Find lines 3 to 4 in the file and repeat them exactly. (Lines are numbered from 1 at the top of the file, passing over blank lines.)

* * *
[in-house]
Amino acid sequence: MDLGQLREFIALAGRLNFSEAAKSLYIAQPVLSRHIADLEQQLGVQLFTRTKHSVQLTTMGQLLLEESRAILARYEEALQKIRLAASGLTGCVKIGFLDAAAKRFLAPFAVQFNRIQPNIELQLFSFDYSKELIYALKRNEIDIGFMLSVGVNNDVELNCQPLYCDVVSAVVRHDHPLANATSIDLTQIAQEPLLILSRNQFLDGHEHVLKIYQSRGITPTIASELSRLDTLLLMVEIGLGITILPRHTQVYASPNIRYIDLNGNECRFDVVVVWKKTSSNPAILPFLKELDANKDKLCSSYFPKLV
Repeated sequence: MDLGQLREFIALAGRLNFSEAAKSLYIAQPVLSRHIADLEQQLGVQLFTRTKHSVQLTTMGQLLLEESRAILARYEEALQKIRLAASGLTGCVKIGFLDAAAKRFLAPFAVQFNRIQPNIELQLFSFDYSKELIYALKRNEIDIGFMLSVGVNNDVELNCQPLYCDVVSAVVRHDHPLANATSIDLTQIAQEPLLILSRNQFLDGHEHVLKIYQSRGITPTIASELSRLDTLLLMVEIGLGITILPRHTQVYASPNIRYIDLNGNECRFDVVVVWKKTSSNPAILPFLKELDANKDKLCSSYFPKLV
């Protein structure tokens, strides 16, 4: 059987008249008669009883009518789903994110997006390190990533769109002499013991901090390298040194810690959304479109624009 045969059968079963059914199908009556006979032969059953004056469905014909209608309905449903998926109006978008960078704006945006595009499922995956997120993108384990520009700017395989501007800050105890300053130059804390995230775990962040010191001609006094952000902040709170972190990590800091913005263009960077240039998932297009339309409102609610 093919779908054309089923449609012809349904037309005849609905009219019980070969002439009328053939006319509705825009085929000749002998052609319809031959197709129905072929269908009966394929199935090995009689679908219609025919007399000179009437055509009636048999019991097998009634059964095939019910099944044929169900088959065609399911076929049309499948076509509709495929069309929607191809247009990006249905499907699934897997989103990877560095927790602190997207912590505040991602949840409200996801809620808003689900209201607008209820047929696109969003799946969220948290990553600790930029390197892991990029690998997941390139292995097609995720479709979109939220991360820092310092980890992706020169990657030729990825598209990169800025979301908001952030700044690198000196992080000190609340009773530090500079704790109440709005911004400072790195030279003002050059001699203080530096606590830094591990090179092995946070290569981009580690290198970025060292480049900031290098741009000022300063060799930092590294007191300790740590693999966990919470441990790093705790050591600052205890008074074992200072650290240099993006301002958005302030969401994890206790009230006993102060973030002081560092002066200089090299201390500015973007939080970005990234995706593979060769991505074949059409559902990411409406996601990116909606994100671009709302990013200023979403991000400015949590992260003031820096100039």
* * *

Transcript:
Repeated sequence: MDLGQLREFIALAGRLNFSEAAKSLYIAQPVLSRHIADLEQQLGVQLFTRTKHSVQLTTMGQLLLEESRAILARYEEALQKIRLAASGLTGCVKIGFLDAAAKRFLAPFAVQFNRIQPNIELQLFSFDYSKELIYALKRNEIDIGFMLSVGVNNDVELNCQPLYCDVVSAVVRHDHPLANATSIDLTQIAQEPLLILSRNQFLDGHEHVLKIYQSRGITPTIASELSRLDTLLLMVEIGLGITILPRHTQVYASPNIRYIDLNGNECRFDVVVVWKKTSSNPAILPFLKELDANKDKLCSSYFPKLV
């Protein structure tokens, strides 16, 4: 059987008249008669009883009518789903994110997006390190990533769109002499013991901090390298040194810690959304479109624009 045969059968079963059914199908009556006979032969059953004056469905014909209608309905449903998926109006978008960078704006945006595009499922995956997120993108384990520009700017395989501007800050105890300053130059804390995230775990962040010191001609006094952000902040709170972190990590800091913005263009960077240039998932297009339309409102609610 093919779908054309089923449609012809349904037309005849609905009219019980070969002439009328053939006319509705825009085929000749002998052609319809031959197709129905072929269908009966394929199935090995009689679908219609025919007399000179009437055509009636048999019991097998009634059964095939019910099944044929169900088959065609399911076929049309499948076509509709495929069309929607191809247009990006249905499907699934897997989103990877560095927790602190997207912590505040991602949840409200996801809620808003689900209201607008209820047929696109969003799946969220948290990553600790930029390197892991990029690998997941390139292995097609995720479709979109939220991360820092310092980890992706020169990657030729990825598209990169800025979301908001952030700044690198000196992080000190609340009773530090500079704790109440709005911004400072790195030279003002050059001699203080530096606590830094591990090179092995946070290569981009580690290198970025060292480049900031290098741009000022300063060799930092590294007191300790740590693999966990919470441990790093705790050591600052205890008074074992200072650290240099993006301002958005302030969401994890206790009230006993102060973030002081560092002066200089090299201390500015973007939080970005990234995706593979060769991505074949059409559902990411409406996601990116909606994100671009709302990013200023979403991000400015949590992260003031820096100039």